Okay so these dumplings weren’t mind-blowing, but they were okay. I can’t really see myself coming back for dumplings (unless they introduce chilli oil, make the dumplings less sweet and then fry the SBJs all over) but Shanghai noodles, definitely. On both occasions, it was quiet for a dumpling restaurant but I attributed it to the fact that no one knows that it exists. Plus, the fact that it’s on the ‘wrong’ side of Lt Bourke Street doesn’t help either. They did seem to get a lot of phone take-away orders though so they have started to establish some regulars. Either way, there is a new player on the Melbourne dumpling scene. I was going to say “Hu Tong, Shanghai Village et al, watch out!” but those places actually offer chilli oil so I think it’s fair to assume that Shanghai Street won’t be a threat :).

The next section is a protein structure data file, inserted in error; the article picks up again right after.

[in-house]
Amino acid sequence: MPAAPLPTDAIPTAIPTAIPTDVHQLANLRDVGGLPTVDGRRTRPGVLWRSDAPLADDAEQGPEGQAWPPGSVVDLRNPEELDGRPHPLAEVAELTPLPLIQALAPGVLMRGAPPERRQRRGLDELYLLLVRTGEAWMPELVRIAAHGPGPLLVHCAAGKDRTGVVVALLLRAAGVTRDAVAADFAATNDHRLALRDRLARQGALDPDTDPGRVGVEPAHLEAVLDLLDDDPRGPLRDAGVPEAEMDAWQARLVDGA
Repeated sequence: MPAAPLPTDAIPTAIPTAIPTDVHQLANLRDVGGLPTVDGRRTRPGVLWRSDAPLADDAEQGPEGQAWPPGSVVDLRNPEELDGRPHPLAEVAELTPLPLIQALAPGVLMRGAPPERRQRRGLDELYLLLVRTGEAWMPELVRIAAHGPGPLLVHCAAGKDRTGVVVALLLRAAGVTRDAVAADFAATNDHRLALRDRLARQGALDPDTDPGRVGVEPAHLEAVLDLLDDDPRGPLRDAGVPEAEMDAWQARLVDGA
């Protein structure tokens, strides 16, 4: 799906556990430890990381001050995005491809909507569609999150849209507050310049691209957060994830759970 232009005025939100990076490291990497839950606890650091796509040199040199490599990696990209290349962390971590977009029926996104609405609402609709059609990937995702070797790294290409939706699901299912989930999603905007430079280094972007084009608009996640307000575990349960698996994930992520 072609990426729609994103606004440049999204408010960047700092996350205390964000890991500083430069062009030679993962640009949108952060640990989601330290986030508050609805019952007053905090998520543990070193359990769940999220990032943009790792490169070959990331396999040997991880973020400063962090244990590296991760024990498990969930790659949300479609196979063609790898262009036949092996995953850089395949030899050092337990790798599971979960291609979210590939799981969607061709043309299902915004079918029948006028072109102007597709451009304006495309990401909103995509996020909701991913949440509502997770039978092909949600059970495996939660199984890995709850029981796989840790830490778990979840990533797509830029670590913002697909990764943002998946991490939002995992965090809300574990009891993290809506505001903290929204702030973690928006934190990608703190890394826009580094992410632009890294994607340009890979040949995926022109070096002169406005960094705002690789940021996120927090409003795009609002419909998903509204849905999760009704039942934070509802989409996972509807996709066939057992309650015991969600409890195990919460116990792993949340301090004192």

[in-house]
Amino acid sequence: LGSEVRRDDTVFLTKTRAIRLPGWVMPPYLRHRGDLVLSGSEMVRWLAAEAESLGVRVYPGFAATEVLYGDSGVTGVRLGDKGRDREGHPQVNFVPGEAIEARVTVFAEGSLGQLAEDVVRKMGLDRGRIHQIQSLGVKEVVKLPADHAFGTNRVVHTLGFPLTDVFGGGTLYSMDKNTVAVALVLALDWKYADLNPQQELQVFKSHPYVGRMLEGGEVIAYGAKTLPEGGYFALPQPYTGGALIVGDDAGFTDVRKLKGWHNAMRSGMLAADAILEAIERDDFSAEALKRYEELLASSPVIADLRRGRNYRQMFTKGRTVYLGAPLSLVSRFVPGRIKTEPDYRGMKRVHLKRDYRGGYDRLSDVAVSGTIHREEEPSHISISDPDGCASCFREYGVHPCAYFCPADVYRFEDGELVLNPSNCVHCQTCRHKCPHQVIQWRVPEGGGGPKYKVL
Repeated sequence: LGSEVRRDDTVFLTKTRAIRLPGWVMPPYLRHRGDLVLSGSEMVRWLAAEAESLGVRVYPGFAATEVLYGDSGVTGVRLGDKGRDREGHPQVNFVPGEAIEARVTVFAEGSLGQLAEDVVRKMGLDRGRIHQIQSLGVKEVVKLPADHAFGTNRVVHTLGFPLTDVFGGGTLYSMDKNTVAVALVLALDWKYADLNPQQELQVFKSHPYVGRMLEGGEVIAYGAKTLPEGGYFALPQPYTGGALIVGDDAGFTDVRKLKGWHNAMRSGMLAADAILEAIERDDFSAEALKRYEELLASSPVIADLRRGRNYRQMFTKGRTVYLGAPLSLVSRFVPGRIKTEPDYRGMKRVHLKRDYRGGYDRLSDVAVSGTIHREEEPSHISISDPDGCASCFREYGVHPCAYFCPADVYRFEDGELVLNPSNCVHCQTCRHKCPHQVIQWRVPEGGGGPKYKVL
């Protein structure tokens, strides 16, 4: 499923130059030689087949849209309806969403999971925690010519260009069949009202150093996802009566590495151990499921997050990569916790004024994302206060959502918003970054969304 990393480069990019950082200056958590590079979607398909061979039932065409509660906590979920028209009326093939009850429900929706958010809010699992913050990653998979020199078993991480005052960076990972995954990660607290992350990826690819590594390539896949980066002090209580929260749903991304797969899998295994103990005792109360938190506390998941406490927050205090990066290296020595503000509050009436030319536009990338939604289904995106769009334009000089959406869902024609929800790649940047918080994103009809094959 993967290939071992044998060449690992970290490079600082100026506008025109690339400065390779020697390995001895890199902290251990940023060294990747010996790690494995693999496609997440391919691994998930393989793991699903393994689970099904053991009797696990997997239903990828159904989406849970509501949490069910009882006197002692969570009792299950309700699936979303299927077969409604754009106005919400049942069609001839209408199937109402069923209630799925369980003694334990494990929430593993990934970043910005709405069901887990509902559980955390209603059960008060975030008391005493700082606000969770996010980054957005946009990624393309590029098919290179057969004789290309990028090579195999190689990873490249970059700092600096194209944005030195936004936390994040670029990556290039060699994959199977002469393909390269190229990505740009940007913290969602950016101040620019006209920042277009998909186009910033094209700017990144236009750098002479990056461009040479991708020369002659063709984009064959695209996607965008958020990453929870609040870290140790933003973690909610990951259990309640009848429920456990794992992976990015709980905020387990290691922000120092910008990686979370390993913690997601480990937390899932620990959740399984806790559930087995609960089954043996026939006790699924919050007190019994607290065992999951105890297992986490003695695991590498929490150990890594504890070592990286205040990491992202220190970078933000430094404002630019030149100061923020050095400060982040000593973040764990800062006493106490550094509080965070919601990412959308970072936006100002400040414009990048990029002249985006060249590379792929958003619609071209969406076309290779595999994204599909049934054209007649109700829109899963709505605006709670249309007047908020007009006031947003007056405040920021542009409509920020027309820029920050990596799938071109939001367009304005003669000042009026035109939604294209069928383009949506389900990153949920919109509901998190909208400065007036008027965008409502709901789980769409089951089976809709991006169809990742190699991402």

Shanghai Street Dumpling on Urbanspoon

I eat too much.


  1. Hannah
    January 26, 2011

    I…. have never had xiao long bao. Nor have I ever taken gym class. My life seems feeble in comparison.

  2. msihua
    January 29, 2011

    It always comes down to comparing to HuTong doesn’t it.. I do that so often… but it’s true.. once you’ve had one of the best, you can’t but help comparing… It’s tough finding good dumplings…

  3. Fiona
    January 30, 2011

    Hey Libby – love reading your reviews! It’s a great way to keep track of what’s going on in the Melb food scene while I’m in Europe.

    Just wanted to check if you’re aware of ‘Gram Magazine’? There’s been a bit of a fuss made about them lifting bloggers’ content without permission, and I notice that two of your reviews are on their site.

    A couple of bloggers have been a bit outraged –

    Anyway, just wanted to make sure you were aware!


    1. libishski
      February 1, 2011

      Hi Fiona!

      Your blog is awesome, though I must admit I got a tad jealous when reading about your European adventures! Well done on getting your stuff published on Trespass mag too πŸ™‚